LePage worked for a lumber company in New Brunswick, Canada, from 1972 to 1979, then Scott Paper in Winslow, Maine. A few years later, he founded his own business consulting firm, LePage & Kasevich Inc., specializing in aiding foundering companies. In 1996, LePage became general manager of Marden's Surplus and Salvage, a Maine-based discount store chain
LePage served two terms as a Waterville city councilor before becoming mayor in 2003, retaining that post until resigning in January 2011. During his time as mayor, LePage reorganized city hall, lowered taxes, and increased the city's rainy day fund balance from $1 million to $10 million.
2010 Maine Gubernatorial Campaign On September 22, 2009, LePage announced that he would be seeking the 2010 Republican nomination for Governor of Maine. LePage won 38% of the vote in a seven-way primary, despite being outspent ten to one by the closest challenger.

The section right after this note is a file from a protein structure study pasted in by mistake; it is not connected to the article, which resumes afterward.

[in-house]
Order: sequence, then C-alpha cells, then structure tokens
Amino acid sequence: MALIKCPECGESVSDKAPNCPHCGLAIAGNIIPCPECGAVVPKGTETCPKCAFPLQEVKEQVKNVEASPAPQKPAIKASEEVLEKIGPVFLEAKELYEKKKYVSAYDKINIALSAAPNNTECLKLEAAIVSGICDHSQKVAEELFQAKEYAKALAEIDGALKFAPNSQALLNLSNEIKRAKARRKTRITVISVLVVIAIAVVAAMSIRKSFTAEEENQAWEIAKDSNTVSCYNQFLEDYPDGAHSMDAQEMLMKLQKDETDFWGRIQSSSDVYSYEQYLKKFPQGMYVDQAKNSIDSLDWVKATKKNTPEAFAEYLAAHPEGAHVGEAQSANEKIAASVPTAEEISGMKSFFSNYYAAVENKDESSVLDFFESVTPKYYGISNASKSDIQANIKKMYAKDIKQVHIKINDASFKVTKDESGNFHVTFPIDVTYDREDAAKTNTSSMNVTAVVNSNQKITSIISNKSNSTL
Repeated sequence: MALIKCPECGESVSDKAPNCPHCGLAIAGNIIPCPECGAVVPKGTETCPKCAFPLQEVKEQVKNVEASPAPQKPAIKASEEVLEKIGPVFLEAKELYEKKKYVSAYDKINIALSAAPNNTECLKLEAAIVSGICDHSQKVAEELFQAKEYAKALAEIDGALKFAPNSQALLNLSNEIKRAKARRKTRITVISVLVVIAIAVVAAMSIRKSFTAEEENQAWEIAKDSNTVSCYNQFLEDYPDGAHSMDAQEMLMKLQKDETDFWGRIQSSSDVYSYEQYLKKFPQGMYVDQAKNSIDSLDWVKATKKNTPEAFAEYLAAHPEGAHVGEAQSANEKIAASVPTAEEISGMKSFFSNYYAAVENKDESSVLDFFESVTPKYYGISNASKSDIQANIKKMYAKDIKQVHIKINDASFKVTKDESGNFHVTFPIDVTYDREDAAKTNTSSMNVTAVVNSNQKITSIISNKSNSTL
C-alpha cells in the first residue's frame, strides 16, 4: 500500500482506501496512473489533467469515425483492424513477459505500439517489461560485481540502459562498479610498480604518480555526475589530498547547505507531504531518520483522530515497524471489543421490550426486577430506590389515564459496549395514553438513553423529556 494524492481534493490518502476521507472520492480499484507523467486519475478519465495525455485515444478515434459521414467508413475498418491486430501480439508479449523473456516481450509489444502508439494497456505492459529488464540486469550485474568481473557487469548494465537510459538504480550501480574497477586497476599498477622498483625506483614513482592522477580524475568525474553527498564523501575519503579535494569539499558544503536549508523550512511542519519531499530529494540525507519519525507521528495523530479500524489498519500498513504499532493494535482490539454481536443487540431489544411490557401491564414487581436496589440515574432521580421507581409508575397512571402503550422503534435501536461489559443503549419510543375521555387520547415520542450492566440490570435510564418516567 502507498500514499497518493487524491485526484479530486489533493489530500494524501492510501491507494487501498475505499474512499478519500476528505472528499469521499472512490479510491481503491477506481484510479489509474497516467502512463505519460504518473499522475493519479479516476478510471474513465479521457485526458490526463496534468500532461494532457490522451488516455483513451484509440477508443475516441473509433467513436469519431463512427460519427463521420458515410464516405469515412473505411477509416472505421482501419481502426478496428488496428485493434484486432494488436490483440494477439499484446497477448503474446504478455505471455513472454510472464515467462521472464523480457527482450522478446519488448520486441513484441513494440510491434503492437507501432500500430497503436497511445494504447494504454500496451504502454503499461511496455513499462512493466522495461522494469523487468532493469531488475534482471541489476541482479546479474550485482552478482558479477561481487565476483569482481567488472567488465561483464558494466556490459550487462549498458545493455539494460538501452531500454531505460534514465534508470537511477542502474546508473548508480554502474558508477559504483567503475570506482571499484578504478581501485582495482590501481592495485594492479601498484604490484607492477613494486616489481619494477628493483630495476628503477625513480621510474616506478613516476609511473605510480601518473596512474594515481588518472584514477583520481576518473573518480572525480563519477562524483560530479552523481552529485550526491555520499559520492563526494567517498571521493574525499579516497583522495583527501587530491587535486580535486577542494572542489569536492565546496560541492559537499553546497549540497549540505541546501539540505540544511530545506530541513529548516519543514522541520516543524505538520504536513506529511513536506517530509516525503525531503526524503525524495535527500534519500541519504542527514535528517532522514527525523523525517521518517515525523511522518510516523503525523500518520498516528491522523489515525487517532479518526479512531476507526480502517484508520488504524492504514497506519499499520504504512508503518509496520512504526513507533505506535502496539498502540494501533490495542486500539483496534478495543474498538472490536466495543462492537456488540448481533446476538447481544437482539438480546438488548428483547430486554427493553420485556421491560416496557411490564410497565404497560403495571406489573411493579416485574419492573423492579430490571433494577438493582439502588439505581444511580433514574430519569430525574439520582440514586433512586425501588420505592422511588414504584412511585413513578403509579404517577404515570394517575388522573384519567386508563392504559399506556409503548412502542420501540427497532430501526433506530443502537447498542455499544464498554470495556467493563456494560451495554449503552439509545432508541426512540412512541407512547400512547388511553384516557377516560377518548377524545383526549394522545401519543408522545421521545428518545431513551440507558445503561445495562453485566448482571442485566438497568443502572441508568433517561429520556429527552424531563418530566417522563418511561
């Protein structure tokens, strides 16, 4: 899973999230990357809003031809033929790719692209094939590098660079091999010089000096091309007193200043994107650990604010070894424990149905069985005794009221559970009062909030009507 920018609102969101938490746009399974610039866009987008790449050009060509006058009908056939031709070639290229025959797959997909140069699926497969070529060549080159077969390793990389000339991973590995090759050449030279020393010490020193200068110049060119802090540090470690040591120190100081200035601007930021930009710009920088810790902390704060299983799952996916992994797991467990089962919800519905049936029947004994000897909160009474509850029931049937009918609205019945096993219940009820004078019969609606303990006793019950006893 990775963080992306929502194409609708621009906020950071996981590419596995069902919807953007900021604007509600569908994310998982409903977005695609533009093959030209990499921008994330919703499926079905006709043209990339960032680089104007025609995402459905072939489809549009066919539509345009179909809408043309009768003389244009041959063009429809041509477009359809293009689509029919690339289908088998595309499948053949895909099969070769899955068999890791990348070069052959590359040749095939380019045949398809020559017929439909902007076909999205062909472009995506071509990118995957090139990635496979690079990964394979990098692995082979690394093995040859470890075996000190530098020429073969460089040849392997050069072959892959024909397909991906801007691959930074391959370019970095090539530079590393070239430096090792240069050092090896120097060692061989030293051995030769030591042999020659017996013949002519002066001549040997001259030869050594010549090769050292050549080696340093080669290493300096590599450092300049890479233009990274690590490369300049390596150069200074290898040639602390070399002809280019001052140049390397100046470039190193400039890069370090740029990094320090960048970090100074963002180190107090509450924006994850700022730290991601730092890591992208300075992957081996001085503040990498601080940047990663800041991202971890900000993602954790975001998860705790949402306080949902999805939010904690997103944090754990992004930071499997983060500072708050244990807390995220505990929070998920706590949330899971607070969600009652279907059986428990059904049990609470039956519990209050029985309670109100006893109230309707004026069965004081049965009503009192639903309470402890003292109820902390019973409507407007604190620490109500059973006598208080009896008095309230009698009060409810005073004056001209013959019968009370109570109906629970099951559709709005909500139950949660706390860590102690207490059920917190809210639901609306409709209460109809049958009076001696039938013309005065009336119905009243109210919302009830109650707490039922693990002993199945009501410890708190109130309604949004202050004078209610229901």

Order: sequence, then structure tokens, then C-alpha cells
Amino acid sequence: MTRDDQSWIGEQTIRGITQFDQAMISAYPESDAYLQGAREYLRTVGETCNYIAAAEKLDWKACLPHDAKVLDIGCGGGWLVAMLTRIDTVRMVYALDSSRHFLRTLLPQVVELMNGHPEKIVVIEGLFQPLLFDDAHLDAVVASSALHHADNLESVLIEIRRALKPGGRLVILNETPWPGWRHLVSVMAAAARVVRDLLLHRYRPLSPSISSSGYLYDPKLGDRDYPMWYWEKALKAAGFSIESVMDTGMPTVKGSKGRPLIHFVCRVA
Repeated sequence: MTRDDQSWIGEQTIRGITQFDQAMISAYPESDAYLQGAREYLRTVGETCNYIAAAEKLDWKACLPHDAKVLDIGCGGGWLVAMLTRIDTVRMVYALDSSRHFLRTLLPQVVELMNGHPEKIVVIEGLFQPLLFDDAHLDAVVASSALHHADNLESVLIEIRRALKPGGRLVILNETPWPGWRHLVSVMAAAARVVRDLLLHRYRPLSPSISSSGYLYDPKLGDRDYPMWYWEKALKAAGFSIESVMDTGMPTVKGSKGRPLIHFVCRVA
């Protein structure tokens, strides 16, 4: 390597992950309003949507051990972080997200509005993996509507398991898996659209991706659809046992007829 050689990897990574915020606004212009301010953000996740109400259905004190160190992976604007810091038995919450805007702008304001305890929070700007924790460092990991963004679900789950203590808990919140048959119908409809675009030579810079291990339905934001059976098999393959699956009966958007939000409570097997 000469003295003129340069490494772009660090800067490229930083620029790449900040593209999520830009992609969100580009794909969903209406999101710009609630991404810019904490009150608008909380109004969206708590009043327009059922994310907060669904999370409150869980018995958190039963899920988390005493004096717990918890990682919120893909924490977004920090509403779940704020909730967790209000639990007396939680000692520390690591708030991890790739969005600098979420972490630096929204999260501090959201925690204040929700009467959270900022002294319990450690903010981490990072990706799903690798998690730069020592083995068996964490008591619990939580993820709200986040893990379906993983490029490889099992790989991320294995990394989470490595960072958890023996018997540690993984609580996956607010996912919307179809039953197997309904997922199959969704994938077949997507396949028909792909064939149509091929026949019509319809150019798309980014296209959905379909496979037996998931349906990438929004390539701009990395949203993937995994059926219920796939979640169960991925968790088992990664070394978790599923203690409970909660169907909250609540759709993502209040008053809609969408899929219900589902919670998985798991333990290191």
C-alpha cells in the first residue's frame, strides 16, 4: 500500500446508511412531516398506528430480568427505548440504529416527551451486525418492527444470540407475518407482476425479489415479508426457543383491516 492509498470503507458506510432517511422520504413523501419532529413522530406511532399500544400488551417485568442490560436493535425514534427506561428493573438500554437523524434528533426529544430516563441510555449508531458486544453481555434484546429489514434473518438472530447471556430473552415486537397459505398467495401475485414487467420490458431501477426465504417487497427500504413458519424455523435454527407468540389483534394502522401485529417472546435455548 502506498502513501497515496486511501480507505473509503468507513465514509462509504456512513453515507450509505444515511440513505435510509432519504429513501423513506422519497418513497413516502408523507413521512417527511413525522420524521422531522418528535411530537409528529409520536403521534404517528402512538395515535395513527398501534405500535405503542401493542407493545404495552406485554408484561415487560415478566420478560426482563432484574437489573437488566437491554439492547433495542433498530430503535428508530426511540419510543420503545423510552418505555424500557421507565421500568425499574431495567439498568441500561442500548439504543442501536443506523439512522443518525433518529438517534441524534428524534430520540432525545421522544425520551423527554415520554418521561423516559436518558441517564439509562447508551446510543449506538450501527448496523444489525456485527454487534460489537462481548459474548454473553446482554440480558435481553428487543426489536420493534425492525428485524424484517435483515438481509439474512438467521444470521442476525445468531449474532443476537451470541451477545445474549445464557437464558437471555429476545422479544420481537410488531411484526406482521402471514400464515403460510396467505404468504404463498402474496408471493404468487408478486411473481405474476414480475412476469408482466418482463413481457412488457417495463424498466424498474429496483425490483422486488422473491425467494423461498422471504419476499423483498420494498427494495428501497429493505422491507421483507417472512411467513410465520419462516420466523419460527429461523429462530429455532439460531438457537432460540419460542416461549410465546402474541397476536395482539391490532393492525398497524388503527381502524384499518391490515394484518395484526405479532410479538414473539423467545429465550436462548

In the general election, LePage, who was backed by local Tea Party activists, faced off against Democrat state Senator Libby Mitchell, and independents Eliot Cutler, Shawn Moody, and Kevin Scott. With 94% of precincts reporting on the day after the election, the Bangor Daily News declared LePage the winner, carrying 38.1% of the votes. Cutler was in second place with 36.7% of the votes (fewer than 7,500 votes behind LePage), while Mitchell was a distant third with 19%. Moody and Scott had 5% and 1%, respectively.
LePage is the first popularly-elected Franco-American governor of Maine, and the first Republican since John R. McKernan, Jr., was re-elected in 1990. In his victory speech, LePage promised he would shrink government, lower taxes, decrease business regulation, and put "Maine people ahead of politics."
Positions on specific issues